A visit to a timber-frame winery building ends a Virginia couple’s search.
Several years ago Nancy and Jim McFadden began a search for a timber-frame home fitting their notion of a mountain retreat that would one day become their permanent residence. They visited a number of timber-frame companies in different states and stayed in model homes, only to discover that what they were looking for was almost in their own back yard.
One day when they were visiting the Château Morrisette Winery (for more on the winery see p. 24), just off the Blue Ridge Parkway in Floyd County, Virginia, they were struck by the beauty and workmanship of the timber frame structure. They learned the timber frame had been built by Blue Ridge Timberwrights and knew they had found what they were looking for.
“We had previously purchased a parcel of land in Ashe County, North Carolina, but as time went by, we realized the plans for the subdivision would not meet our need for full-time residency. We were able to sell that property and buy almost 13 acres in neighboring Alleghany County near Sparta, just a few miles from the Blue Ridge Parkway,” Jim says.
An impetus for Jim and Nancy’s interest in a timber frame was their desire to utilize the salvaged lumber they had previously acquired from Blue Ridge Timberwrights. Douglas fir timbers once used as floating docks on the St. Lawrence Seaway would lend a special piece of history. Since the timbers had been floating in salt water for 90 years, they were well preserved and had maintained their character.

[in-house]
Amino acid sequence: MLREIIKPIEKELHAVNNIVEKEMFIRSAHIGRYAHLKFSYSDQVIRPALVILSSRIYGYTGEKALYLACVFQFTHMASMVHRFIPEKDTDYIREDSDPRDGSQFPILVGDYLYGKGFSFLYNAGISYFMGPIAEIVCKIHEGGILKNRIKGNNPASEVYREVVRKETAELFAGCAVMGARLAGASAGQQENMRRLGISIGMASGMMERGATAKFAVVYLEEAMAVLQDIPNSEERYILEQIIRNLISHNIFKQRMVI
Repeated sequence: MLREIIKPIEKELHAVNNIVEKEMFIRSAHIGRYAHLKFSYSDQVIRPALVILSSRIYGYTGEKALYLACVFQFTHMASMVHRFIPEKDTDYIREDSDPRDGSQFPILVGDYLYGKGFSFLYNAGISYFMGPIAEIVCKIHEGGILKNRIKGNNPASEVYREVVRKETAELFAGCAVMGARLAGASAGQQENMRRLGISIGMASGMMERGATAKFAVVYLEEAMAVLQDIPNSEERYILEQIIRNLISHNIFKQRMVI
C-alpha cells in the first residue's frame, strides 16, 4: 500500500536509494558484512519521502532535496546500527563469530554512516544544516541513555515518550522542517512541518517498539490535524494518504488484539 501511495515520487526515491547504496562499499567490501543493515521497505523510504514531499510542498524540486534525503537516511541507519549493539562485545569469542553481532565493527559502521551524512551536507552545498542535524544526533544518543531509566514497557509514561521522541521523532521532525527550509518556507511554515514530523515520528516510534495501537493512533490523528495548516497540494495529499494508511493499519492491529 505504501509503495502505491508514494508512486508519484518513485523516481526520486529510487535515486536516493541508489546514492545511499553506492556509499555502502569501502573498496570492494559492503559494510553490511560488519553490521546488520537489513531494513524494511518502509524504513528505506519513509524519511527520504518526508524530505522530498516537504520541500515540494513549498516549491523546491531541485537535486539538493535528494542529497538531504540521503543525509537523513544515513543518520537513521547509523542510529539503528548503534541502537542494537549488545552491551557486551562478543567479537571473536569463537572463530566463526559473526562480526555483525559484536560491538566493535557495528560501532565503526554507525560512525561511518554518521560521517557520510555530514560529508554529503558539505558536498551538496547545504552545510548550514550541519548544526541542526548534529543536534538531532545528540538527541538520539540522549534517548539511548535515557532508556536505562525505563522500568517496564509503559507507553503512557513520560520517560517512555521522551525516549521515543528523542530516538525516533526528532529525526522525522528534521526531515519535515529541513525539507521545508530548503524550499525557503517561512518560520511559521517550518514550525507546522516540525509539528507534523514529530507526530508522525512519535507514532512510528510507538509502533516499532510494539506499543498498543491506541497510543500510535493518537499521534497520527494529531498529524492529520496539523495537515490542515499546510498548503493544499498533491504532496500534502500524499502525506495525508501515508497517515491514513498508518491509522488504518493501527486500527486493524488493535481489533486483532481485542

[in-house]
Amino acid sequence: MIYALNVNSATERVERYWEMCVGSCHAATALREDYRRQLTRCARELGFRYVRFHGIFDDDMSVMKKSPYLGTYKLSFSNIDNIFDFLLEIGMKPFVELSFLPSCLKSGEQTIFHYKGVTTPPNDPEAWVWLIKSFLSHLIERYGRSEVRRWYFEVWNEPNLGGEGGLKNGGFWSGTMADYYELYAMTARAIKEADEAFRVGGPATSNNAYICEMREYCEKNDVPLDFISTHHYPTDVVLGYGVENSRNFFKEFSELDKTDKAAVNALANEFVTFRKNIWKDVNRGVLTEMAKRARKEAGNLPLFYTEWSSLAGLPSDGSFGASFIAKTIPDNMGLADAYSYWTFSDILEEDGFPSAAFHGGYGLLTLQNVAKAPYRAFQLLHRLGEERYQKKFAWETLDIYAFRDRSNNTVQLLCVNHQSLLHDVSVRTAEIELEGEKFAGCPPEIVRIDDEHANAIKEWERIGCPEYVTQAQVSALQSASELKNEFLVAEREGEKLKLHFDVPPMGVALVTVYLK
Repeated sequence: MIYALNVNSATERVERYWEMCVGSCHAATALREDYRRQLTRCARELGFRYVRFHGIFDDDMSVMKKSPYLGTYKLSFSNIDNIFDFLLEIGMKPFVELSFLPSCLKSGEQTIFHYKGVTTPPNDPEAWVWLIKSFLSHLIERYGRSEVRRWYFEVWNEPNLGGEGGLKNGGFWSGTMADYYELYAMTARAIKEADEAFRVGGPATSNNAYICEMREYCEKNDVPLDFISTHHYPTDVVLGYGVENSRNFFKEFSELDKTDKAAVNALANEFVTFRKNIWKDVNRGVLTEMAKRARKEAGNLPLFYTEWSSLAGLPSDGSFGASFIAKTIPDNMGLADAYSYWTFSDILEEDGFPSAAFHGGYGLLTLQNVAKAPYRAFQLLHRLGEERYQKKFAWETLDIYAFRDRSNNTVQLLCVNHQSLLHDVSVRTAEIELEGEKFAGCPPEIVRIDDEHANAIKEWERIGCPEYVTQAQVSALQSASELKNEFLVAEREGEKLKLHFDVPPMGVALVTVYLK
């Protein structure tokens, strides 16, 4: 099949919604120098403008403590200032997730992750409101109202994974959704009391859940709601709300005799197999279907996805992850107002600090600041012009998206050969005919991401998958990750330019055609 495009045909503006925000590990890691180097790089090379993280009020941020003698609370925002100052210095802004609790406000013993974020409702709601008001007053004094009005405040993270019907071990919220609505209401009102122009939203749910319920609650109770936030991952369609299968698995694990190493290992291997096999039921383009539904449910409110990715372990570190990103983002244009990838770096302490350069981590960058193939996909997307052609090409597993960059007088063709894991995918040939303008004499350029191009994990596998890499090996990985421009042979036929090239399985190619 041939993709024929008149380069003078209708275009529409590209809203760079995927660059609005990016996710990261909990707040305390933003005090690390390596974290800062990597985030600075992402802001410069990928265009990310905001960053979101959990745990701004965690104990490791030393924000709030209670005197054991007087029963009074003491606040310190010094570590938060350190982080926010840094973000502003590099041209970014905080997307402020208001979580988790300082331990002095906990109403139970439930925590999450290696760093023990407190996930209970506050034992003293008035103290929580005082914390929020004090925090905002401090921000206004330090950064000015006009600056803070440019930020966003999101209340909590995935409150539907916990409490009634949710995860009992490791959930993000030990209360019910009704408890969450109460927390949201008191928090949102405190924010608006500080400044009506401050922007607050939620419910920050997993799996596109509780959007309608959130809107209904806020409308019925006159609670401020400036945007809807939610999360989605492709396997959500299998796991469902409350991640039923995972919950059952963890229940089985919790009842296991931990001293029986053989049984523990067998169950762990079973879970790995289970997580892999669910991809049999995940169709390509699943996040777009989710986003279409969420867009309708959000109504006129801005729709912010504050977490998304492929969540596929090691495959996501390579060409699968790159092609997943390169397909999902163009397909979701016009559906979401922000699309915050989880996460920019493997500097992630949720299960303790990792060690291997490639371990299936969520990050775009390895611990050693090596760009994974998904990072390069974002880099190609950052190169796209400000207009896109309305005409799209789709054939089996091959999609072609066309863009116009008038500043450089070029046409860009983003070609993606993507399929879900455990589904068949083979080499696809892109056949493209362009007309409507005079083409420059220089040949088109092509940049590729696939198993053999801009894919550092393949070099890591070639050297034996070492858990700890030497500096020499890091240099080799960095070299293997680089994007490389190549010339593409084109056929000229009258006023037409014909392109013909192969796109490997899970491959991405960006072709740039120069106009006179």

Nancy and Jim weren’t interested in a mammoth, cathedral-style home, but rather wanted to incorporate many of the concepts set forth by Sarah Susanka in The Not So Big House. In an effort to fully utilize her philosophy, the couple contacted SALA Architects, the second iteration of the firm Susanka had co-founded before leaving to focus on her successful writing career.
The McFaddens’ inquiry led to SALA principal, Katherine Hillbrand, who had expertise in the design of timber-frame homes. The couple wanted large gables, which for them was the epitome of the connotation of such a home. They also were drawn to elements denoting an Asian feel.
“At SALA, we work in teams,” Hillbrand explains. “Early in the project, Ann Hauer joined me as a co-designer. Our goals were to make the home feel as intimate as possible and to scale each room for a comfortable proportion. Additionally, in an effort to draw the focus to a particular view of a room or out a window, we splayed, or angled, several of the walls. The angles add another dimension to an otherwise static timber grid.”
Nancy and Jim describe the home design as perfect, just the right size for the two of them. In lieu of extra dedicated bedrooms that would be used only infrequently, their SALA design team created activity spaces, which could be converted to sleeping spaces near the bathrooms. For family visits by Jim’s daughters Jenny, Kate and Joanna, and Nancy’s son Phillip, the McFadden property contains a circa 1978 vintage three-bedroom, two-bath Lincoln-log style guest cabin just 30 yards from the main house.